I have a question for those familiar with the vacation rental market. We are 30 minutes from downtown Houston, but in a rural area. I should say that it's 30 minutes with no traffic - 45+ minutes at rush hour.
We are considering putting 2-3 tiny houses on our 35 acre property. We wonder if tiny houses might have a "cool factor" that cabins wouldn't have. Is there a market for those who just want to get away from the city for a day or two? People coming to Houston's medical center for treatment could also be a source of potential renters. There is nothing fun to do at our place, except that it is a Christmas tree farm, so people might like going for walks in the tree field. Tiny house at a Christmas tree farm might be attention-getting in any case.
Zoning is no problem for us, nor are building code restrictions, with the exception of putting in a septic tank. That part can be a headache, but it's not insurmountable.
Do you think we'd have a market for that type of property since we are not located in a vacation destination?
@Leigh Ann Smith - what would the overall cost be to start out with one? Maybe scale from there? I would imagine that most people don't want to "get away" to a tiny home. Im thinking of doing something similar, but will be building 1,200 sq ft homes SFR
@Leigh Ann Smith From all the buzz about tiny homes- I imagine there are folks who are curious- but not enough to take the plunge themselves. If there is a market for people buying them- why not for rent or staying short term?! I was thinking of doing something similar when I purchase my "homestead", so I think it's a good idea. Wish I could give data regarding the market in general & for your specific location.
Have you contacted tiny house builders near you? Maybe you could partner with them to provide a "try before you buy" experience? I have seen a treehouse & camp/RV space on Airbnb. I'd stay in one, especially if in an awesome location, or offered in a village setting that provides activities or education around living sustainably.
Keep me updated on what you decide.
I would think about what side of town you are on. 30 min west of Houston is completely different than 30 min east. My mother works an office at an RV park 30 min east of Hoiston and it is booming because of all the temporary work that comes into the factories in that side of town. But to the West is yuppy land where that sort of business would not work. Also 30 min north is different than 30 min south.
@Bryan Brown , we're 30 minutes south (near 288 & Hwy 6 south). We are thinking of targeting vacation rentals to people who like the idea of solitude. I think there might be yuppies who would go for that (especially if they could bring their dogs). Maybe honeymooners would like it, or writers or artists who want to get away. There are 3 tiny homes being used as a bed & breakfast in Pasadena (yes, Pasadena!), and they are gorgeous. I have no idea what their occupancy rate is, though. They have an event center on the property, so it's a completely different situation than ours. Pics of the 3 houses:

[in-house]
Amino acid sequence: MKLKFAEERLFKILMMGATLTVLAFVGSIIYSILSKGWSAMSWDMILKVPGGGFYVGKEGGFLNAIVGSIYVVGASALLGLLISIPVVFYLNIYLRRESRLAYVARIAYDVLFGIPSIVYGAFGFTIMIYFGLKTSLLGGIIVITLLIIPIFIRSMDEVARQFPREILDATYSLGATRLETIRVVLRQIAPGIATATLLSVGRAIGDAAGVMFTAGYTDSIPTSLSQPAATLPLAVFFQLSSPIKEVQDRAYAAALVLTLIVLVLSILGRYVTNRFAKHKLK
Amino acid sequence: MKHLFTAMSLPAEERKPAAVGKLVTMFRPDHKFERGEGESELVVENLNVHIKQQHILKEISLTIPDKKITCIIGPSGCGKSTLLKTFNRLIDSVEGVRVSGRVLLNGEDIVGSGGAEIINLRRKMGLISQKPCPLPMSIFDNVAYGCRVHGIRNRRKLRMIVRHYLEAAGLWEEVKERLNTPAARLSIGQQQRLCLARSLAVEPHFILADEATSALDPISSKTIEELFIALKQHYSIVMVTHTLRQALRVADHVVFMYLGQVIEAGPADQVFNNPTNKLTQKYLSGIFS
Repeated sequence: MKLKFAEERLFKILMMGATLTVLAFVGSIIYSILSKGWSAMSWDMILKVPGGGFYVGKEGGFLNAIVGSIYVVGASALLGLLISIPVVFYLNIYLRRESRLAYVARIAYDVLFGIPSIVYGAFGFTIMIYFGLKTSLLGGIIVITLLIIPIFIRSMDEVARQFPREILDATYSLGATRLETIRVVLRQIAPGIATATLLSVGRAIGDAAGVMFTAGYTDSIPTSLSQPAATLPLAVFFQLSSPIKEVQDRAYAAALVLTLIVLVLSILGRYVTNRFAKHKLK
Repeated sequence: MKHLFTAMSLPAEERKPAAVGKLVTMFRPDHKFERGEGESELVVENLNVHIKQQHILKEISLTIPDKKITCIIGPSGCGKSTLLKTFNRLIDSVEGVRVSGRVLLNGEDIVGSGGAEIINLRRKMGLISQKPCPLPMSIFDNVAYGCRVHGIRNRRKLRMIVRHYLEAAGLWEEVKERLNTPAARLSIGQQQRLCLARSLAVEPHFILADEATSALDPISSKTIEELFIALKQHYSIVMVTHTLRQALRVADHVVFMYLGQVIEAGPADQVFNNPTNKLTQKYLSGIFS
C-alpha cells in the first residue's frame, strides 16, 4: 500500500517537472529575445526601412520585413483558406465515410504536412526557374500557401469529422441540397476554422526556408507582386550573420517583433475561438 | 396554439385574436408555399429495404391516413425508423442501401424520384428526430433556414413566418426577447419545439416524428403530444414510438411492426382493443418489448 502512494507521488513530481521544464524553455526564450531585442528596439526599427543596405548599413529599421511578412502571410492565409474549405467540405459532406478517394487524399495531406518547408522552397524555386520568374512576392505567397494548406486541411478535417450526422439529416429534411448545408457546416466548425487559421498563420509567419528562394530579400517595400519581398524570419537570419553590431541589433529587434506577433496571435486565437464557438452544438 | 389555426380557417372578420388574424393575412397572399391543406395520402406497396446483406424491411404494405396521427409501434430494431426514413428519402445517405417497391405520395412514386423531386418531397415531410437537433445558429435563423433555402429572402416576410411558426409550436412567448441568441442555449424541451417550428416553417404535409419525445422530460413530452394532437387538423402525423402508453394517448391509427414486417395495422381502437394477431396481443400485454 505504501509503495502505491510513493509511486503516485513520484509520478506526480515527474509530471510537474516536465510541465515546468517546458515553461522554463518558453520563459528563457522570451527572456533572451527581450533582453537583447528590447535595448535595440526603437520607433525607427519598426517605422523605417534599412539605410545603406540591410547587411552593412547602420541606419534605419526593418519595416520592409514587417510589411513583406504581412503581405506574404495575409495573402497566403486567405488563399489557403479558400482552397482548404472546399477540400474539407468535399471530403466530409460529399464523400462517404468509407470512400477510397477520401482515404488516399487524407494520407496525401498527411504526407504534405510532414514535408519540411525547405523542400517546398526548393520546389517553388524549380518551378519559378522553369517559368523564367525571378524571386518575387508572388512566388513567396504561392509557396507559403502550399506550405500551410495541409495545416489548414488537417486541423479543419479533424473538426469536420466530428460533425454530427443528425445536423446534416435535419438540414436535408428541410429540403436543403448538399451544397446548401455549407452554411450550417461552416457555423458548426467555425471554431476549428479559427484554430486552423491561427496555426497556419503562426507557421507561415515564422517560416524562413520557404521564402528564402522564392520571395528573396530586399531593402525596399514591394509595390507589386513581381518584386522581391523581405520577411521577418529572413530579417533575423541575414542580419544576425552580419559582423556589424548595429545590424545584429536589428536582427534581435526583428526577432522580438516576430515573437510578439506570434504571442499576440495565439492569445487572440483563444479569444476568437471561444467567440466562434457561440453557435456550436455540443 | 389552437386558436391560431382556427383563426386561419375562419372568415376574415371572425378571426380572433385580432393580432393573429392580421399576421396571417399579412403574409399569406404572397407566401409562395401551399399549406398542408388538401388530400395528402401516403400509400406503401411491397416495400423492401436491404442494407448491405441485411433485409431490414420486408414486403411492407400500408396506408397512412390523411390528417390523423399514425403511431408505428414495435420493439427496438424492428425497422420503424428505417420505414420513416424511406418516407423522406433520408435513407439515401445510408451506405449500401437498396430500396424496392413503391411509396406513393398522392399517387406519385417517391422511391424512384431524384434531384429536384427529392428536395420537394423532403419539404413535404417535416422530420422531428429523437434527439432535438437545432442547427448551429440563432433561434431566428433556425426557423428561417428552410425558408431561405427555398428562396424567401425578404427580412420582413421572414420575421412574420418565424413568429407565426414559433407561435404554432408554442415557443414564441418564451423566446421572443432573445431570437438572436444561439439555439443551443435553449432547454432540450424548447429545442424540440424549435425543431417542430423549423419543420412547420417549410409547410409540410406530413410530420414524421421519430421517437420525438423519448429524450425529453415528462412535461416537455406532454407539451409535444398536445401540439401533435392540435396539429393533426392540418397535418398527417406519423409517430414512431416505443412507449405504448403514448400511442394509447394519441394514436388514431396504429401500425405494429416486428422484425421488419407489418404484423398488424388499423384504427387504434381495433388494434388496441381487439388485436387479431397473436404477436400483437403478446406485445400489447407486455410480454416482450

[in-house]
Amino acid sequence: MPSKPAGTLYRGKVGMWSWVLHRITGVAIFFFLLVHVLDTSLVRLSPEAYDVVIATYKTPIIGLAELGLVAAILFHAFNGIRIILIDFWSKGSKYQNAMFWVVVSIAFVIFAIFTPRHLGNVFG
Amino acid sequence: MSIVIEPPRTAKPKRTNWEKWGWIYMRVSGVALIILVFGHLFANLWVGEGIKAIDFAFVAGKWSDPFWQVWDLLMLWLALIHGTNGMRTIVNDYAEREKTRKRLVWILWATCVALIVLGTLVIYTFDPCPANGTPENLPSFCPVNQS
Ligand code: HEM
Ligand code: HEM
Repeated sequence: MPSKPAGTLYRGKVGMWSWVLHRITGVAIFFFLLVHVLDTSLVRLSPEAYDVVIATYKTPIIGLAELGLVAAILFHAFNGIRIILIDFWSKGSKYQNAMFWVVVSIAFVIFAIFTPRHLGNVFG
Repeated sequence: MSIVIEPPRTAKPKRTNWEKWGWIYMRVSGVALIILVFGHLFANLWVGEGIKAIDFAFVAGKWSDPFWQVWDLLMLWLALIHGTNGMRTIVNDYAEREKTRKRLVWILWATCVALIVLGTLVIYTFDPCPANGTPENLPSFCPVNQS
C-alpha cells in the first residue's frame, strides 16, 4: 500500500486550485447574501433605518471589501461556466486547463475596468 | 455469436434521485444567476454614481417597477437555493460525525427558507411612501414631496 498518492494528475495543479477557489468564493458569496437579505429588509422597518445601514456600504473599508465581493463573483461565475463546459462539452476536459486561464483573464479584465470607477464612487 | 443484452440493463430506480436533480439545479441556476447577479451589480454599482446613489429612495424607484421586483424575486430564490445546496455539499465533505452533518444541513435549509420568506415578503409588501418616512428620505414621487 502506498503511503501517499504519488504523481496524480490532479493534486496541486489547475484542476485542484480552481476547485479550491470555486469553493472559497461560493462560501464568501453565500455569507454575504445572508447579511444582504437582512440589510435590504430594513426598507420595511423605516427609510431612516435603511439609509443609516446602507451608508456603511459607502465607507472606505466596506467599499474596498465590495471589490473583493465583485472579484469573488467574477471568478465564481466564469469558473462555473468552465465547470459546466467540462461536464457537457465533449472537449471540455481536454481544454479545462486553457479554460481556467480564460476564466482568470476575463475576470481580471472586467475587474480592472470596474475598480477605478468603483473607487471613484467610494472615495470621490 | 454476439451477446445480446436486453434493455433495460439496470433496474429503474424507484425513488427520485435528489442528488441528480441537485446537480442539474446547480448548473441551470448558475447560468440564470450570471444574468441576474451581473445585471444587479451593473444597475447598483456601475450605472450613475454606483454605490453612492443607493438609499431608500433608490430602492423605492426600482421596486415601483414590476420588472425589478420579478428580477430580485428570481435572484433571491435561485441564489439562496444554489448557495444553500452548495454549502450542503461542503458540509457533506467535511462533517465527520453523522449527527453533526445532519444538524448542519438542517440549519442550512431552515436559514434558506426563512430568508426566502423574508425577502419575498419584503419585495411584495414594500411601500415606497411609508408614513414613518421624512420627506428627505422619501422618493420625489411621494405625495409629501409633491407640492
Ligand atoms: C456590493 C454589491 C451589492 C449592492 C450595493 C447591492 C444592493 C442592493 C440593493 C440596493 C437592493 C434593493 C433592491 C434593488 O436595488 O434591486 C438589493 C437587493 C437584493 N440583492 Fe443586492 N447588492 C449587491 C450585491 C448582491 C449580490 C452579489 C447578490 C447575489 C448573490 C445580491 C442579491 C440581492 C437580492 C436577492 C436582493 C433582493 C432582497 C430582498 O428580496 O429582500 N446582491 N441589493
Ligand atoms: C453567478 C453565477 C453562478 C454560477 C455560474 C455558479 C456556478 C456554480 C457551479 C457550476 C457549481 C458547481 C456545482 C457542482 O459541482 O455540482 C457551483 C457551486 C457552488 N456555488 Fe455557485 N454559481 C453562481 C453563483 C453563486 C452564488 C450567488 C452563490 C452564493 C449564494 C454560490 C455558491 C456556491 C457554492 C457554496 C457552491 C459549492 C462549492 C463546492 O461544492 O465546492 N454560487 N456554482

@Steve B. , a hobbit hole! I would totally stay there. :-)
So, I just went through the process of doing two things: I bought a fixer house on a large lot. I turned the SF house into a duplex by creating a "tiny house" apartment on one end. I also went through a land split to carve off a small building lot with the intention of constructing a couple of tiny houses. Just started marketing the duplex this week and am getting decent interest. Everyone likes the idea of the tiny houses next door - but who knows if they will sell? These won't be on wheels... I live in a great tourist area - I've thought of an Air B&B concept but obviously I am not ready yet. I just don't want to make a costly mistake. Since you are building several maybe you could market it as a group retreat / family reunion kind of thing... or go for the whole Christmas theme... Keep us posted.
Those are cool looking!
On the surface seems like a very low risk endeavor if the units are on wheels. If the plan doesn't work out I think they'd be easy to sell. Particularly if they're attractive & well built. Stick a sale sign in them & park them by the road. Also put on craigslist.
Sorry if this sounds a bit negative. I do think location is critical. I don't think even a super cool tiny house is enough of a draw without nearby attractions.
I agree @Dan Madden . I was reading an AirBnB report for my area and they are showing the median occupancy rate for a studio or 1-bedroom as about 65%. We'd only need 23% to turn a decent profit, so since it is low risk like you said, it's probably worth a try. The location could be a problem as far as touristy things, but being so close to Houston's medical center could be a big plus.
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